IMIS | Flanders Marine Institute
 

Flanders Marine Institute

Platform for marine research

IMIS

Publications | Institutes | Persons | Datasets | Projects | Maps
[ report an error in this record ]basket (0): add | show Printer-friendly version

Mesoscale features create hotspots of carbon uptake in the Antarctic Circumpolar Current
Jones, E.M.; Hoppema, M.; Strass, V.; Hauck, J.; Salt, L.; Ossebaar, S.; Klaas, C.; van Heuven, S.; Wolf-Gladrow, D.; Stöven, T.; de Baar, H.J.W. (2017). Mesoscale features create hotspots of carbon uptake in the Antarctic Circumpolar Current. Deep-Sea Res., Part II, Top. Stud. Oceanogr. 138: 39-51. https://dx.doi.org/10.1016/j.dsr2.2015.10.006
In: Deep-Sea Research, Part II. Topical Studies in Oceanography. Pergamon: Oxford. ISSN 0967-0645, more
Peer reviewed article  

Available in Authors 

Author keywords
    Carbon uptake; Eddies; Polar Front; Antarctic Circumpolar Current; Georgia Basin

Authors  Top 
  • Jones, E.M.
  • Hoppema, M.
  • Strass, V.
  • Hauck, J.
  • Salt, L.
  • Ossebaar, S., more
  • Klaas, C.
  • van Heuven, S., more
  • Wolf-Gladrow, D.
  • Stöven, T.
  • de Baar, H.J.W.

Abstract
    The influence of eddy structures on the seasonal depletion of dissolved inorganic carbon (DIC) and carbon dioxide (CO2) disequilibrium was investigated during a trans-Atlantic crossing of the Antarctic Circumpolar Current (ACC) in austral summer 2012. The Georgia Basin, downstream of the island of South Georgia (54-55°S, 36-38°W) is a highly dynamic region due to the mesoscale activity associated with the flow of the Subantarctic Front (SAF) and Polar Front (PF). Satellite sea-surface height and chlorophyll-a anomalies revealed a cyclonic cold core that dominated the northern Georgia Basin that was formed from a large meander of the PF. Warmer waters influenced by the SAF formed a smaller anticyclonic structure to the east of the basin. Both the cold core and warm core eddy structures were hotspots of carbon uptake relative to the rest of the ACC section during austral summer. This was most amplified in the cold core where greatest CO2 undersaturation (-78 µatm) and substantial surface ocean DIC deficit (5.1 mol m-2) occurred. In the presence of high wind speeds, the cold core eddy acted as a strong sink for atmospheric CO2 of 25.5 mmol m-2 day-1. Waters of the warm core displayed characteristics of the Polar Frontal Zone (PFZ), with warmer upper ocean waters and enhanced CO2 undersaturation (-59 µatm) and depletion of DIC (4.9mol m-2). A proposed mechanism for the enhanced carbon uptake across both eddy structures is based on the Ekman eddy pumping theory: (i) the cold core is seeded with productive (high chlorophyll-a) waters from the Antarctic Zone and sustained biological productivity through upwelled nutrient supply that counteracts DIC inputs from deep waters; (ii) horizontal entrainment of low-DIC surface waters (biological uptake) from the PFZ downwell within the warm core and cause relative DIC-depletion in the upper water column. The observations suggest that the formation and northward propagation of cold core eddies in the region of the PF could project low-DIC waters towards the site of Antarctic Intermediate Water formation and enhance CO2 drawdown into the deep ocean.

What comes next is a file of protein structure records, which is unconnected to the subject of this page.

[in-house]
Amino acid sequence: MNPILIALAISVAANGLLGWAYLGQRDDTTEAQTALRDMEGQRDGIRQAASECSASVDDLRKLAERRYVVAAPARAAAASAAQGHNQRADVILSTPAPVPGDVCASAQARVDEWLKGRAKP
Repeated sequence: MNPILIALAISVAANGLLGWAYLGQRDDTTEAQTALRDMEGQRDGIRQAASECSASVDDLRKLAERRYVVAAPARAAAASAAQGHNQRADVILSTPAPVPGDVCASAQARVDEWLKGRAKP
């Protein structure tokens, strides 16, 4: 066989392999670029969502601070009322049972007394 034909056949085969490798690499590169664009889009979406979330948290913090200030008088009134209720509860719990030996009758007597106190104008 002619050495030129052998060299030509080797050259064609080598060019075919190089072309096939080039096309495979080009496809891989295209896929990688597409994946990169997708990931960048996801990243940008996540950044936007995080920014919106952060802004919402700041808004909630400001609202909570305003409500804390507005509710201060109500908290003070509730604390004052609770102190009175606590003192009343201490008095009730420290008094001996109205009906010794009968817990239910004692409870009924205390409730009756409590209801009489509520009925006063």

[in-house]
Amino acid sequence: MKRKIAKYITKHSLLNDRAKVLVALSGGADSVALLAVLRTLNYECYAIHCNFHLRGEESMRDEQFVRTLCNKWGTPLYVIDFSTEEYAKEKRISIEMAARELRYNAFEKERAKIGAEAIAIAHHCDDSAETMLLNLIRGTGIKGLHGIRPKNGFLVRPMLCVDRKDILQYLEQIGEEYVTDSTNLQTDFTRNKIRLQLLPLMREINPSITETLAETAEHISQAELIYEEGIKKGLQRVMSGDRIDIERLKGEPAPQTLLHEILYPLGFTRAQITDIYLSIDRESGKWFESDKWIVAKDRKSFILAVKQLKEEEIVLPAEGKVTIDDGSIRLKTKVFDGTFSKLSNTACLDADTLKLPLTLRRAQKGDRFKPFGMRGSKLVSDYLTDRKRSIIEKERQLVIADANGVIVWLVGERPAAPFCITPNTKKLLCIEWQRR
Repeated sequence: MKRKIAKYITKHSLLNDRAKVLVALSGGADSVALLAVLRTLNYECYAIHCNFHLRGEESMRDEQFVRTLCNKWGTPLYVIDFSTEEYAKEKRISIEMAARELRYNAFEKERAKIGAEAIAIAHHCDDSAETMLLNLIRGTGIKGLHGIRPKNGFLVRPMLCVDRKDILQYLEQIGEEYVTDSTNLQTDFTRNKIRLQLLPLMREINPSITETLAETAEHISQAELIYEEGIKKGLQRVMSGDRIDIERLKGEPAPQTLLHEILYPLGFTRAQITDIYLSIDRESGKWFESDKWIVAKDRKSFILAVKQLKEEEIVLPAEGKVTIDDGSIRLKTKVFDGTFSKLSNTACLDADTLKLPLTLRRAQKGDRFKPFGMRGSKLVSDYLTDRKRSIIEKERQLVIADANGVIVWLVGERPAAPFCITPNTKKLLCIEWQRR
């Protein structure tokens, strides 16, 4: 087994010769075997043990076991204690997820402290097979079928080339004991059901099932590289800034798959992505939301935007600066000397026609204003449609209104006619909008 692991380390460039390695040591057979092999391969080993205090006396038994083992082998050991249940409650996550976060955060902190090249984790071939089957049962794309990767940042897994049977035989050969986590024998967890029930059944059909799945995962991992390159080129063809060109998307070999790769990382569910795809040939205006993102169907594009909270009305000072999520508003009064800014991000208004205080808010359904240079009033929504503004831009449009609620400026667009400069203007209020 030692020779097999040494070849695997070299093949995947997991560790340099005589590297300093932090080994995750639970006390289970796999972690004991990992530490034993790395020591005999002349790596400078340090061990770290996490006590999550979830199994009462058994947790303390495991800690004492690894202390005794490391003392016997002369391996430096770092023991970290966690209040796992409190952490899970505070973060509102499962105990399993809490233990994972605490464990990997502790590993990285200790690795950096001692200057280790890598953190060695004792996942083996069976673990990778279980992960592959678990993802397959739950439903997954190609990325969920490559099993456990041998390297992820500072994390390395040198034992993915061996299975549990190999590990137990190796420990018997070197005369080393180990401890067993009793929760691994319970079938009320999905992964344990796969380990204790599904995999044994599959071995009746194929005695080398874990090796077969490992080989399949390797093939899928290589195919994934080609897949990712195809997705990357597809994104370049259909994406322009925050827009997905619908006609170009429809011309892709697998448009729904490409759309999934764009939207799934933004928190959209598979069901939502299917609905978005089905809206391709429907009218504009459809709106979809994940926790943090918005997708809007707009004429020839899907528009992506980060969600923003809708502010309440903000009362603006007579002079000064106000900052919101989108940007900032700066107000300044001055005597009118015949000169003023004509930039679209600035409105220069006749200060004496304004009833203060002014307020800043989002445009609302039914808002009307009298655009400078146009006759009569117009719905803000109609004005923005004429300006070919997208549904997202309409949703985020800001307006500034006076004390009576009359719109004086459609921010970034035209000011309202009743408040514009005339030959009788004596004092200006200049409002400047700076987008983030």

All data in IMIS is subject to the VLIZ privacy policy Top | Authors